Autism-related protein shown to play vital role in addiction

May 9, 2014

In a paper published in the latest issue of the neuroscience journal Neuron, McLean Hospital investigators report that a gene essential for normal brain development, and previously linked to Autism Spectrum Disorders, also plays a critical role in addiction-related behaviors.

"In our lab, we investigate the brain mechanisms behind drug addiction – a common and devastating disease with limited treatment options," explained Christopher Cowan, PhD, director of the Integrated Neurobiology Laboratory at McLean and an associate professor of Psychiatry at Harvard Medical School. "Chronic exposure to drugs of abuse causes changes in the brain that could underlie the transition from casual drug use to addiction. By discovering the brain molecules that control the development of drug addiction, we hope to identify new treatment approaches."

The Cowan lab team, led by Laura Smith, PhD, an instructor of Psychiatry at Harvard Medical School, used animal models to show that the fragile X mental retardation protein, or FMRP, plays a critical role in the development of addiction-related behaviors. FMRP is also the protein that is missing in Fragile X Syndrome, the leading single-gene cause of autism and intellectual disability. Consistent with its important role in brain function, the team found that cocaine utilizes FMRP to facilitate brain changes involved in addiction-related behaviors.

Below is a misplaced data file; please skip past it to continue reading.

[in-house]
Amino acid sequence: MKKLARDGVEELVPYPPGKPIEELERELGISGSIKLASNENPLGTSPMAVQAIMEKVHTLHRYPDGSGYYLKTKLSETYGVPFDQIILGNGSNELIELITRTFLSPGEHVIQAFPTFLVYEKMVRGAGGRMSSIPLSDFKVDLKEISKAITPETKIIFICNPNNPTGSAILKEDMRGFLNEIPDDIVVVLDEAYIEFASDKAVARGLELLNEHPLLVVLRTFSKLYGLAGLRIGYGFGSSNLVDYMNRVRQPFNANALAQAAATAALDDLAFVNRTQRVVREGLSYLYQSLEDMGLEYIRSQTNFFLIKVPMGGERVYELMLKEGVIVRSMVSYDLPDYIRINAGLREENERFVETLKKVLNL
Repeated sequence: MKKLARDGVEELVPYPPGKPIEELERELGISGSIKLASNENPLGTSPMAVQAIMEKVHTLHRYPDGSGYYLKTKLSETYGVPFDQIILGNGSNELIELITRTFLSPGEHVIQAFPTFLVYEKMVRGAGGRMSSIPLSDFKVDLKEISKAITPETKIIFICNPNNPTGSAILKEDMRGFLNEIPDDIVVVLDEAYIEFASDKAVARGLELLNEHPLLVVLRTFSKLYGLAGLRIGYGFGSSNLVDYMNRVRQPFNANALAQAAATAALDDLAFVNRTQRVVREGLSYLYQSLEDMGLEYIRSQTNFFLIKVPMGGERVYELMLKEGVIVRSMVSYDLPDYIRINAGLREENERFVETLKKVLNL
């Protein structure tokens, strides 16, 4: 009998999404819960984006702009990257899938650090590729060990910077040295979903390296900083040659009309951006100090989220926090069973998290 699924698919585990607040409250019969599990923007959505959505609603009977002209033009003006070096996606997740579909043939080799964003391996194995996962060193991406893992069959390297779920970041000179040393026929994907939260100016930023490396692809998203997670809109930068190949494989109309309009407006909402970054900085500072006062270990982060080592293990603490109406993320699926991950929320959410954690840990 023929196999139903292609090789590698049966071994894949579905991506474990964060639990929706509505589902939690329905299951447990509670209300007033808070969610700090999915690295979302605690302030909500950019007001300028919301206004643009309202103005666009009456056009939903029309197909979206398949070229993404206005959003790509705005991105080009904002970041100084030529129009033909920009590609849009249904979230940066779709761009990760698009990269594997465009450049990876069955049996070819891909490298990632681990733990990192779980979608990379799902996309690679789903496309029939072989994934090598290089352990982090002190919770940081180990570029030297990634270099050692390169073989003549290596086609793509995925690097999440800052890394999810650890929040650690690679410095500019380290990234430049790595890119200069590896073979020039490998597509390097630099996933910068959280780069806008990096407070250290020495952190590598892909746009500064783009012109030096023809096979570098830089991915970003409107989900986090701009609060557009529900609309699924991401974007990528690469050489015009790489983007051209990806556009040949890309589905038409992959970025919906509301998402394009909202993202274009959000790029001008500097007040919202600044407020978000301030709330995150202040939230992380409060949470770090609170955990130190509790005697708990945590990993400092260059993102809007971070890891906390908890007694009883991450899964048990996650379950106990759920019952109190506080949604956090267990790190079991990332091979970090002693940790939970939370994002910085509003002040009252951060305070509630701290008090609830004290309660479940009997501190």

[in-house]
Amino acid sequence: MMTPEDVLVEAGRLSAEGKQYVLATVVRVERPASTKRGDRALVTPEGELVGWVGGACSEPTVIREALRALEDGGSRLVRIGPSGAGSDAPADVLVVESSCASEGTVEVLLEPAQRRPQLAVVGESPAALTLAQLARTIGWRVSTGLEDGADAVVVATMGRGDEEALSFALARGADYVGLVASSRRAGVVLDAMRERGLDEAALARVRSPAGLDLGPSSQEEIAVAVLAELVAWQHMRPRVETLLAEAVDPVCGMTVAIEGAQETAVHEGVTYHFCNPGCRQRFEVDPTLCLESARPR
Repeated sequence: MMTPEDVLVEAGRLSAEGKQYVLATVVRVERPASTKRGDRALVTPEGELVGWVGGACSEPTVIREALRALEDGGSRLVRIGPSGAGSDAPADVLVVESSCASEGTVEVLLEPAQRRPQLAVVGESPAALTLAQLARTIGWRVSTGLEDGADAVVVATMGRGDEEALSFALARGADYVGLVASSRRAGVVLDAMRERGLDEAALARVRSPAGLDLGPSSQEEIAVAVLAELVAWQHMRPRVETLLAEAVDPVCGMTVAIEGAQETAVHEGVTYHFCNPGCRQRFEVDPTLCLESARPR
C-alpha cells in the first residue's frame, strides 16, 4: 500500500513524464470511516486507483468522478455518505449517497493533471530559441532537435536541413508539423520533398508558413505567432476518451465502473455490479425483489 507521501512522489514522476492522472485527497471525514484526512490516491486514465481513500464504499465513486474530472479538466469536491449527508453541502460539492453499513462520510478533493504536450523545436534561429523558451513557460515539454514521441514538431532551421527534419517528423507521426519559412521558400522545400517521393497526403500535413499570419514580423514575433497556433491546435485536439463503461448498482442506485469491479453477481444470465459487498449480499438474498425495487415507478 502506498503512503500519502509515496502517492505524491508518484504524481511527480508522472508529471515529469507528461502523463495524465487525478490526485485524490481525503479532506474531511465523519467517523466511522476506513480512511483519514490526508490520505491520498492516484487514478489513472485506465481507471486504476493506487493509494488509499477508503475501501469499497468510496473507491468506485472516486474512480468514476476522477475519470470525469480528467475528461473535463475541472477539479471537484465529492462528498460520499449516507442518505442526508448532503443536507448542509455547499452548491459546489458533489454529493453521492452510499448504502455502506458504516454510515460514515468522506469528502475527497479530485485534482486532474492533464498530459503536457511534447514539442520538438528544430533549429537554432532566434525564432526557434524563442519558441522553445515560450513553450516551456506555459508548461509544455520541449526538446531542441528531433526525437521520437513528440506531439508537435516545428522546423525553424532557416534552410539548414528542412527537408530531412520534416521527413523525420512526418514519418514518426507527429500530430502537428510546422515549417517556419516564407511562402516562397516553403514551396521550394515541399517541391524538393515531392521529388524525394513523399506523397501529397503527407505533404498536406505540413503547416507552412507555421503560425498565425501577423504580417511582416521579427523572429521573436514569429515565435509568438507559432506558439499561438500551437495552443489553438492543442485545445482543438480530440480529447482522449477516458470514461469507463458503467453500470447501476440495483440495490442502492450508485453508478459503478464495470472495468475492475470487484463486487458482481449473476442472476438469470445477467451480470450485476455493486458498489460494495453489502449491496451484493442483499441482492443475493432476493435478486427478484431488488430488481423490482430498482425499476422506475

Cowan, whose work tends to focus on identifying novel genes related to conditions such as autism and , explained that FMRP controls the remodeling and strength of connections in the brain during normal development. Their current findings reveal that FMRP plays a critical role in the changes in brain connections that occur following repeated cocaine exposure.

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Watch Cowan and Smith discuss their latest findings

"We know that experiences are able to modify the brain in important ways. Some of these brain changes help us, by allowing us to learn and remember. Other changes are harmful, such as those that occur in individuals struggling with drug abuse," noted Cowan and Smith. "While FMRP allows individuals to learn and remember things in their environment properly, it also controls how the responds to cocaine and ends up strengthening drug behaviors. By better understanding FMRP's role in this process, we may someday be able to suggest effective therapeutic options to prevent or reverse these changes."

Explore further: How the brain puts the brakes on the negative impact of cocaine

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